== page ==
Persuasion

I need to begin this review by stating that I love Jane Austen. I had tried to read Persuasion twice before this final successful attempt. I think perhaps some books are suited to digesting in small bites. I admit when I feel I’m not making progress in a book, I sometimes put it aside for books that I think I might tear through. It doesn’t necessarily mean I am not enjoying the book so much as that I feel I’m not reading it quickly enough. This problem may be unique to me, but the solution has been to read the types of books I need to read slowly either in DailyLit or my iPhone.

I had stalled in Persuasion yet again some months back right about chapter 19. I liked it, and I really wanted to finish it. I recently decided to download it to my iPhone and read it in Stanza. Being able to read it in the dark and in bits on my iPhone enabled me to finish this book at last. I had already seen the movie, so I knew how things would end for Anne and Captain Wentworth. I enjoyed the penultimate chapter in which Captain Wentworth gives Anne the famous letter. The scene as acted in the 1995 production of Persuasion is what influenced me to pick up the book in the first place.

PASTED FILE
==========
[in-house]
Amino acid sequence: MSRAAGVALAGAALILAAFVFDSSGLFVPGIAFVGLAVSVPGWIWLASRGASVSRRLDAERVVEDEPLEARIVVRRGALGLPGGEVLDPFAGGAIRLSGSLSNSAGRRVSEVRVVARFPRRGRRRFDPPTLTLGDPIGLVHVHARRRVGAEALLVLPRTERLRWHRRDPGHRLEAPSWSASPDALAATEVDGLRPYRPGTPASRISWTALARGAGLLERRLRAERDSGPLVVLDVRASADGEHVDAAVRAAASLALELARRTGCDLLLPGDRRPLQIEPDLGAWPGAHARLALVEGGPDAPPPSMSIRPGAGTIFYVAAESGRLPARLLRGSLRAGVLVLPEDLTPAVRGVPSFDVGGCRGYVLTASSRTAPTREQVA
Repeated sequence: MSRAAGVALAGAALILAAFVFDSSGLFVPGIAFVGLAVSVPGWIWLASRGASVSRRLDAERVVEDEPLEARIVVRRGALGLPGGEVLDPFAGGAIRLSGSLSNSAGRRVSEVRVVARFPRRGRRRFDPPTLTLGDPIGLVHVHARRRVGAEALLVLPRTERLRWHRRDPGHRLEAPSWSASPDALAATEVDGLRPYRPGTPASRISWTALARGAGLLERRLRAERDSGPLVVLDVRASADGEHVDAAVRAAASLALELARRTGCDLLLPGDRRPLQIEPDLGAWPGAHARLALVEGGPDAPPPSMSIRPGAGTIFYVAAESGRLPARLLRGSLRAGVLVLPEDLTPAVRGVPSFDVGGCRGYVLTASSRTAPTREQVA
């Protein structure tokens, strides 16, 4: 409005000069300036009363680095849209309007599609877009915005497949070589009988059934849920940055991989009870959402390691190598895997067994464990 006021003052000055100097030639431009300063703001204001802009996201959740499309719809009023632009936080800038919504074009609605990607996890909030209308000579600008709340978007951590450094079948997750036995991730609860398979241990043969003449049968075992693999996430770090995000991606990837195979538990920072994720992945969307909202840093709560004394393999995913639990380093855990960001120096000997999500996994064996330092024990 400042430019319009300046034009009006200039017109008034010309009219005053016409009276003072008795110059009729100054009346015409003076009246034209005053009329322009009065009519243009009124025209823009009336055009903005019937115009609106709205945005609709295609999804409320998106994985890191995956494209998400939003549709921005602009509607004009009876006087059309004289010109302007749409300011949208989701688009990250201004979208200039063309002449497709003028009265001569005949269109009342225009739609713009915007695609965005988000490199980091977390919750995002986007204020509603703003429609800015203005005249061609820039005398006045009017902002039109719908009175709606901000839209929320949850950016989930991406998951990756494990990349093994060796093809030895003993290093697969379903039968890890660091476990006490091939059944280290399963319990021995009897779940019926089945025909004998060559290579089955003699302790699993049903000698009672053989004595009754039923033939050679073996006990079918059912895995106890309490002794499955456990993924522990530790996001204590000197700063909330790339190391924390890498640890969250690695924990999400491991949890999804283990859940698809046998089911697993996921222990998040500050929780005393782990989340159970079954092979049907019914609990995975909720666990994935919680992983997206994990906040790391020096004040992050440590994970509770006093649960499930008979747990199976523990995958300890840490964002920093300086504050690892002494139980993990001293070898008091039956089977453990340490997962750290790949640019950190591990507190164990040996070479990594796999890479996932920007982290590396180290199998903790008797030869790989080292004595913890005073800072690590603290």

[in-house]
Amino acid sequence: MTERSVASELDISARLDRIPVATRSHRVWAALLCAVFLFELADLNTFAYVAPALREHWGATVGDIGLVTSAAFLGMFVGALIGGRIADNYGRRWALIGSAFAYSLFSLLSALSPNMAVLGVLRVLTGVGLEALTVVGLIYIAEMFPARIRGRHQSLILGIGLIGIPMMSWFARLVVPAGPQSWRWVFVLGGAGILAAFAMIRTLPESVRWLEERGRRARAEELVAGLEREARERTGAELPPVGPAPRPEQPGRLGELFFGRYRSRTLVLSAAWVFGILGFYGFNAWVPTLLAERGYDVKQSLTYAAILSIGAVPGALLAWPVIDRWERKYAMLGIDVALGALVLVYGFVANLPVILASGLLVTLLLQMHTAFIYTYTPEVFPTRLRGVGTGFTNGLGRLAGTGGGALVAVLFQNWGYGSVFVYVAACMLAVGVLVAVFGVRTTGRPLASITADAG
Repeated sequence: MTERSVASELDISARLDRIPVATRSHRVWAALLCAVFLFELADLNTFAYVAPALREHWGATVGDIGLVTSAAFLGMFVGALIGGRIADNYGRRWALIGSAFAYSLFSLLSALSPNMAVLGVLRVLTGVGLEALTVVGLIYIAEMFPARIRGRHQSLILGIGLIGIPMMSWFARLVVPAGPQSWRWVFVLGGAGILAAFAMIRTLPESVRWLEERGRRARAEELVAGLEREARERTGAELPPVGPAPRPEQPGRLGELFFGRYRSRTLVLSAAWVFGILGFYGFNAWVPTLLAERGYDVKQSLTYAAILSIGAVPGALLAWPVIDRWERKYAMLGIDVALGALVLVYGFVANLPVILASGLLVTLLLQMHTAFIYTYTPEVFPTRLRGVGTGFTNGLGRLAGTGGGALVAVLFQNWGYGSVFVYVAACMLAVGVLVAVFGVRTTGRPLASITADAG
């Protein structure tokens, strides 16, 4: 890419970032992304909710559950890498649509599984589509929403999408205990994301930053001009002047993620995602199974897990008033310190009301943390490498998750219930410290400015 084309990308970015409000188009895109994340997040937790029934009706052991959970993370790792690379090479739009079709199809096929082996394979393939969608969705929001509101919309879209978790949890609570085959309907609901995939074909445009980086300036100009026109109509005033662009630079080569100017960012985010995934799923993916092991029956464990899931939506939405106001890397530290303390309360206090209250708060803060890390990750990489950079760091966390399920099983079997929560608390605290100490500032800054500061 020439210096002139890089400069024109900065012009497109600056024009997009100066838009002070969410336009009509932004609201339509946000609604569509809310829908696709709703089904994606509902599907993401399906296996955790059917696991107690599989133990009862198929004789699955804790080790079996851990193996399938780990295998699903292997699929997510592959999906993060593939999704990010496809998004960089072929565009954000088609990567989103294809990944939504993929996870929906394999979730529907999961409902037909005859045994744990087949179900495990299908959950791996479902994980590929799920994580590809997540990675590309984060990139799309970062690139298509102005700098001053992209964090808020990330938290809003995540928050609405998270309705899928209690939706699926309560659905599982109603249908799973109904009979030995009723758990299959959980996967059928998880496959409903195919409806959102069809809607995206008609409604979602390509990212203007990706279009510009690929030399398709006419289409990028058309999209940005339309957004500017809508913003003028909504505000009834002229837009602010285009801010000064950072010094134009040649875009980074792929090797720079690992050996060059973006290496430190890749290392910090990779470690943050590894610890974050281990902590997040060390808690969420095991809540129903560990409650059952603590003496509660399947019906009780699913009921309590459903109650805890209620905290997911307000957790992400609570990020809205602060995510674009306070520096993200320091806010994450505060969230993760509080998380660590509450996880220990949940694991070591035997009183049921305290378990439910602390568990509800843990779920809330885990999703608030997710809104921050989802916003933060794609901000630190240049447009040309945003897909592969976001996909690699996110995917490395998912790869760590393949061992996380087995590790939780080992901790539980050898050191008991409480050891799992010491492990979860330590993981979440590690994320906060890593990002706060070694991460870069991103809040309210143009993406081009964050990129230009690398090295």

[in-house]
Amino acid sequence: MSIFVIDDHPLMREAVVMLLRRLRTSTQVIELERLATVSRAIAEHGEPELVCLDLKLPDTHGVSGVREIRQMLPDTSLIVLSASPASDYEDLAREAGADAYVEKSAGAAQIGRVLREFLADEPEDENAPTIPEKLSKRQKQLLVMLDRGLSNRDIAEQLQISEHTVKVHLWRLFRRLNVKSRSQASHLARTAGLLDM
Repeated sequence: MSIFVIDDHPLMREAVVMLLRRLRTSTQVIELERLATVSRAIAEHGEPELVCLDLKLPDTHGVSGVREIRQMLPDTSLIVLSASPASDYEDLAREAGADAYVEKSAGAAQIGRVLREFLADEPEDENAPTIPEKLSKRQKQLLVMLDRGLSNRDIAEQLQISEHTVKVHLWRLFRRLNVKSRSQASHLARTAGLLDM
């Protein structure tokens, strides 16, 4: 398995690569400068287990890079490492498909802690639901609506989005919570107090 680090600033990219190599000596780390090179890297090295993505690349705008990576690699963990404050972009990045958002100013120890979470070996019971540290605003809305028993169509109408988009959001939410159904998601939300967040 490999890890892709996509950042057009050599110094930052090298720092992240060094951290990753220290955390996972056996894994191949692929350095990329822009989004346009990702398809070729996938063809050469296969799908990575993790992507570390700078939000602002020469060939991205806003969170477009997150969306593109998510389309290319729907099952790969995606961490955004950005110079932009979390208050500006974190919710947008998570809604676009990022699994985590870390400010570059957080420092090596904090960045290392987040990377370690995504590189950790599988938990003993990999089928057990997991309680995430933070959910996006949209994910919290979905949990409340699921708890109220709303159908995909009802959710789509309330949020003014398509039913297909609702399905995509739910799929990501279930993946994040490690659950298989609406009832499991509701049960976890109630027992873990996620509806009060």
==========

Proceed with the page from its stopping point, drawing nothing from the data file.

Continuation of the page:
Anne is an excellent heroine: smart, kind, and thoughtful. I liked her much better than Emma or even Catherine Morland. I also liked the book’s message that true love lasts, and we can have second chances at happiness. I liked the other characters, too. Jane Austen is a deft skewer of social pretentiousness, and her Sir Walter Elliot was an excellent example of that sort who lives above his means and thinks he’s more important than he is.

This novel also highlights options available to women in the early nineteenth century. If Anne had remained unmarried, she would have been bound to spend the rest her of life with her family, who didn’t value her and whose company she tolerated rather than enjoyed. Certainly women who remained unmarried during this time had few options. Austen even insinuates that Anne might not have much choice but to marry her cousin, William Elliot, should her family wish it.  Anne struggles to say apart from William Elliot towards the end of the novel in order to avoid a marriage with him.

One thing I’ve always admired about Jane Austen novels is that she gives the reader a satisfying ending, making her characters happy. It feels good to close a Jane Austen novel because one can rest in the knowledge that the characters lived on and were happy. I suppose some might believe that’s unrealistic or trite, but it feels wonderful to escape into that world, which ultimately is one of the reasons I read books.

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